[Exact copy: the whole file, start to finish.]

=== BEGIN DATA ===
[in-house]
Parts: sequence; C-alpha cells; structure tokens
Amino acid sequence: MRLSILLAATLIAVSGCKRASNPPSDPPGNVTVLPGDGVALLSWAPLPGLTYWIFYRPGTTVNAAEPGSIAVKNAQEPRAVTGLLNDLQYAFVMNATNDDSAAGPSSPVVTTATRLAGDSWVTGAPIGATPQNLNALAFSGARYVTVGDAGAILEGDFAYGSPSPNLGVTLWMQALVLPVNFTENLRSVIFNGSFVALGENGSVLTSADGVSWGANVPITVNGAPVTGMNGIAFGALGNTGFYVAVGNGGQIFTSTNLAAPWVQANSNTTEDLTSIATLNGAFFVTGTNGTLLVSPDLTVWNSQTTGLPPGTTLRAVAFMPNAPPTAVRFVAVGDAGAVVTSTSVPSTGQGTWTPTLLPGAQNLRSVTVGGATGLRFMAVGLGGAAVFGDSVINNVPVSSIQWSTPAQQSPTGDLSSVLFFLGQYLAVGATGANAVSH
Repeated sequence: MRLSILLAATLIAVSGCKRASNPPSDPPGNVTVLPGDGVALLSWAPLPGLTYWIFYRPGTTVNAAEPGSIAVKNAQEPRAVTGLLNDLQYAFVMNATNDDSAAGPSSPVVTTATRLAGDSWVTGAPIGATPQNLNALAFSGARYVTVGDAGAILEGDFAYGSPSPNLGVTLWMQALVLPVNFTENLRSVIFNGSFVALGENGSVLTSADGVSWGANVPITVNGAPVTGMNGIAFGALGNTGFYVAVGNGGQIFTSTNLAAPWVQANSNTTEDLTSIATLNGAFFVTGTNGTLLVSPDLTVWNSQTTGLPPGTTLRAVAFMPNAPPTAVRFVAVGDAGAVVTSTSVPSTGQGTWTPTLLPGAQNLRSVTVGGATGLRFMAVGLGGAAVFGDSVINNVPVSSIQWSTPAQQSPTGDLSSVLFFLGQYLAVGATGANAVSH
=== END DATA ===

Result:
[in-house]
Parts: sequence; C-alpha cells; structure tokens
Amino acid sequence: MRLSILLAATLIAVSGCKRASNPPSDPPGNVTVLPGDGVALLSWAPLPGLTYWIFYRPGTTVNAAEPGSIAVKNAQEPRAVTGLLNDLQYAFVMNATNDDSAAGPSSPVVTTATRLAGDSWVTGAPIGATPQNLNALAFSGARYVTVGDAGAILEGDFAYGSPSPNLGVTLWMQALVLPVNFTENLRSVIFNGSFVALGENGSVLTSADGVSWGANVPITVNGAPVTGMNGIAFGALGNTGFYVAVGNGGQIFTSTNLAAPWVQANSNTTEDLTSIATLNGAFFVTGTNGTLLVSPDLTVWNSQTTGLPPGTTLRAVAFMPNAPPTAVRFVAVGDAGAVVTSTSVPSTGQGTWTPTLLPGAQNLRSVTVGGATGLRFMAVGLGGAAVFGDSVINNVPVSSIQWSTPAQQSPTGDLSSVLFFLGQYLAVGATGANAVSH
Repeated sequence: MRLSILLAATLIAVSGCKRASNPPSDPPGNVTVLPGDGVALLSWAPLPGLTYWIFYRPGTTVNAAEPGSIAVKNAQEPRAVTGLLNDLQYAFVMNATNDDSAAGPSSPVVTTATRLAGDSWVTGAPIGATPQNLNALAFSGARYVTVGDAGAILEGDFAYGSPSPNLGVTLWMQALVLPVNFTENLRSVIFNGSFVALGENGSVLTSADGVSWGANVPITVNGAPVTGMNGIAFGALGNTGFYVAVGNGGQIFTSTNLAAPWVQANSNTTEDLTSIATLNGAFFVTGTNGTLLVSPDLTVWNSQTTGLPPGTTLRAVAFMPNAPPTAVRFVAVGDAGAVVTSTSVPSTGQGTWTPTLLPGAQNLRSVTVGGATGLRFMAVGLGGAAVFGDSVINNVPVSSIQWSTPAQQSPTGDLSSVLFFLGQYLAVGATGANAVSH